Writing safety advice for your community site

by Martin Reed on 16 May 2007 in Articles

If you run an online community it is important that your site contains prominent safety advice. I strongly believe that online communities and online chat forums are not dangerous – as long as users are reasonably educated that the same potential dangers that can occur in real life can also happen online.

Educate your users

You cannot presume that all of your site’s visitors are clued up to the potential dangers of getting in touch with new people – for some reason many think the same rules that apply in the offline world do not apply online. As a site owner, you must take some responsibility to educate your users by posting clear safety advice.

What your safety advice should cover

A good safety advice page should cover the following information:

-An introduction to your site-

What is the target audience and general subject matter of your community?

-Basic safety advice-

The typical staples of never revealing personal information and a strong recommendation to not meet users in real life, or to meet in public places should be sufficient.

-Safety features-

What safety features does your community offer and how can a member use them? If you have a chat forum, make users aware of the ‘Ignore’ feature if you have one installed, and how to use it. If your forums have a facility to enable users to block messages from others, make this clear and advise your visitors how to use the feature.


Is your community moderated? To what extent? Provide information on moderation, and advise your members how moderators are selected. It also helps to provide information on how moderators are monitored, and exactly what roles they undertake on your site.

You should also provide information for users to contact you should they wish to provide feedback on any of your moderators.


Do users need to register or hand over any personal information in order to use your site? What information are you collecting during registration, and why? You should refer users to your privacy policy for further information. If you don’t yet have a privacy policy, stay tuned – I will write an article on how to create one in the near future.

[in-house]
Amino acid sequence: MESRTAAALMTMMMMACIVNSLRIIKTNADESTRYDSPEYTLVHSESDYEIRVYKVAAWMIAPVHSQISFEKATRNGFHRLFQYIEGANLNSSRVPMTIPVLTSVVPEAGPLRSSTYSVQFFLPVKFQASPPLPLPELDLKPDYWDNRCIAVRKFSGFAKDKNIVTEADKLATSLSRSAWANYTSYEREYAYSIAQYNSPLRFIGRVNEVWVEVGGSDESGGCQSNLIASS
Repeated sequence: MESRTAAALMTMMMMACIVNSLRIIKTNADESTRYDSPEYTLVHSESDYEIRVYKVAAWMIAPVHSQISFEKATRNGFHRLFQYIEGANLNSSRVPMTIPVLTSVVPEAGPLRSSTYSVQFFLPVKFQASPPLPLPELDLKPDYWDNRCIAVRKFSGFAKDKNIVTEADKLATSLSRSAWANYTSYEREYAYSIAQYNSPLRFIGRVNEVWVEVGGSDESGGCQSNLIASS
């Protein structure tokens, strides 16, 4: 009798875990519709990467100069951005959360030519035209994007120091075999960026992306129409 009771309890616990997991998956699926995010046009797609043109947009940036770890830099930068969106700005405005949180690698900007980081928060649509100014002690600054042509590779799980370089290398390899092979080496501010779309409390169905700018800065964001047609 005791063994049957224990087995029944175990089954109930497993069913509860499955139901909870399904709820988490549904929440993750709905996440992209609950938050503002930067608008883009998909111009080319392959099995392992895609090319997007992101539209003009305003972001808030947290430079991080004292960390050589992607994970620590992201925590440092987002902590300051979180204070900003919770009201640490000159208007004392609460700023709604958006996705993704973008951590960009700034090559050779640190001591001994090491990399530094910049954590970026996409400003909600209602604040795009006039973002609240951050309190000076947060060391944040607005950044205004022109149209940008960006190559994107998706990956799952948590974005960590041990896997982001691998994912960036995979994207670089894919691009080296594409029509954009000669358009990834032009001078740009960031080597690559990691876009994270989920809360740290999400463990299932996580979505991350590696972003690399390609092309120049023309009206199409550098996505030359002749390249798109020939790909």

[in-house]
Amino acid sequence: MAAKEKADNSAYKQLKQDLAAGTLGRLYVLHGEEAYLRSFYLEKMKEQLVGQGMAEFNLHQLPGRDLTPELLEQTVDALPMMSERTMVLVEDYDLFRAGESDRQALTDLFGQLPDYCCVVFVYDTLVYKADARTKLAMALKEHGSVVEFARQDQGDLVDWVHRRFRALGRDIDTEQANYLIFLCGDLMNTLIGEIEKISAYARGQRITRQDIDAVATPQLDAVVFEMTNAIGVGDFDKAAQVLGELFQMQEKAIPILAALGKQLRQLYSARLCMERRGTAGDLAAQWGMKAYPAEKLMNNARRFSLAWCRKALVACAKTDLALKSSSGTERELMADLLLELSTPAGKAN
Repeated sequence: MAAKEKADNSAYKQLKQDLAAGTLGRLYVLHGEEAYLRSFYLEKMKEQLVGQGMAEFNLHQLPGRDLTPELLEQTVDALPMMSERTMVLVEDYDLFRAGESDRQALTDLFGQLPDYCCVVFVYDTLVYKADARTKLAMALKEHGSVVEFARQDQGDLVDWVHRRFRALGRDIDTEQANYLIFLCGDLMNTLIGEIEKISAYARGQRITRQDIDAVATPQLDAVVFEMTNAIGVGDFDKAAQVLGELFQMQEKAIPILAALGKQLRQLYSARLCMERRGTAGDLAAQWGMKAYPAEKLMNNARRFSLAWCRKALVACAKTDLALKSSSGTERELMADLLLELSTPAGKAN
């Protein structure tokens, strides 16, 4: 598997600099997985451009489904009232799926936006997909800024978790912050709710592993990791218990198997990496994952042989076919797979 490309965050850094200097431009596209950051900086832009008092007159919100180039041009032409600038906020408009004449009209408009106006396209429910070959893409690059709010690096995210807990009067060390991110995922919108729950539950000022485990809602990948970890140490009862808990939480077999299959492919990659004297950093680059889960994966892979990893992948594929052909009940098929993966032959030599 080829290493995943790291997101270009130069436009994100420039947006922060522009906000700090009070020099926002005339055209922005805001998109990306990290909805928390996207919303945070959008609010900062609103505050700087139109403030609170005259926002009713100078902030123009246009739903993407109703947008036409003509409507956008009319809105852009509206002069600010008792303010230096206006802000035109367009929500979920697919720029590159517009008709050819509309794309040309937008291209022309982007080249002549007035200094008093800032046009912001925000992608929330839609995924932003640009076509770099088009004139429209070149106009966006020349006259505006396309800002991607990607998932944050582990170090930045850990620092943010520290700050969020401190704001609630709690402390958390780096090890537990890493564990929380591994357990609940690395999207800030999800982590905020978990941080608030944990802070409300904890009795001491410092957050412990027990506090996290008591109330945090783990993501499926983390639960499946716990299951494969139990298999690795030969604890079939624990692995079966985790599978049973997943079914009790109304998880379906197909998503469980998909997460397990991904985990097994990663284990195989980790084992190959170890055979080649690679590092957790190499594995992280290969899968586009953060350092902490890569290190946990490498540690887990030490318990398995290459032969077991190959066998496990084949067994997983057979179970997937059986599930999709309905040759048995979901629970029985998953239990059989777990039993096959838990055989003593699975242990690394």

Are your members able to complete profiles on your site? If so you should advise them what pieces of information they add to their profile will be publicly visible. It is worth reminding users that they shouldn’t reveal personal information in their public profiles.

-Reporting Incidents-

It is important to make it clear how users can contact you with any safety concerns, along with how you will respond. Advise the reader what information you would like them to include with any reports (for example user names, dates, times etc) and give them an idea of when they can expect a response from you.

And finally….

Safety advice for your community site

Screenshot of prominent safety advice button (click to enlarge)

There is no point on going to the trouble of publishing safety advice if your users cannot find it on your site. Provide a clear link to your safety page – keep it prominent, and keep your users safe.

Have you published safety advice on your community website? Do you think it is an important requirement, or do you feel that online safety is solely the responsibility of the individual? Share your opinion by leaving a comment below.

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Smiley May 17, 2007 at 6:27 pm

Done. Also removed the competitions & incentives.

Keep up the great work, and thanks for the excellent advice.

It really is refreshing for someone experienced to actually share their knowledge publically like this.

Martin Reed May 17, 2007 at 7:12 pm

Hey Smiley – I am glad you are enjoying the blog and that this article was useful to you. Best of luck with your site, and I hope you continue to be a regular reader and contributor here.

Smiley May 18, 2007 at 8:03 am

I am enjoying it a lot – as I’m new to a lot of this stuff. I naturally enjoy learning and I like to think of myself as a quick learner.

Your advice on here is a huge help to me, I tweak based on your advice and I’ve actually already seen results from such tweaking.

I’ve added a ‘new user advice’ page and at the top of the forum I’ve put a link that says “New to chatrooms? Confused? Click here” – and I’ve had a few compliments about the page.

It’s a lot harder than I first thought, I mean REALLY harder, I never realized before just how much hard work you’ve put into JC. It’s took us 8 months just to be found on Yahoo search engines.

I also made the fatal mistake of not bothering with a “recommend this site” button for 8 months. I finally added one last month and 40 people per day are referred to the site through it according to matrixstats – And all these months I went without it.

All that free word-of-mouth advertising I’ve passed up on. I could kick myself sometimes, something so small and simple can help a huge amount – that’s why I really enjoy taking your articles in and tweaking it to my own satisfaction.

Martin Reed May 18, 2007 at 10:45 am

Smiley – Thanks for your comment, I am glad the advice contained within this blog is useful to you. A ‘new user advice’ page is a great idea – it adds significantly to your site’s usability, which is always a good thing.

Perhaps I will write an article in the future about word-of-mouth advertising.

Smiley May 18, 2007 at 10:52 am

Woohoo! Please do. :)

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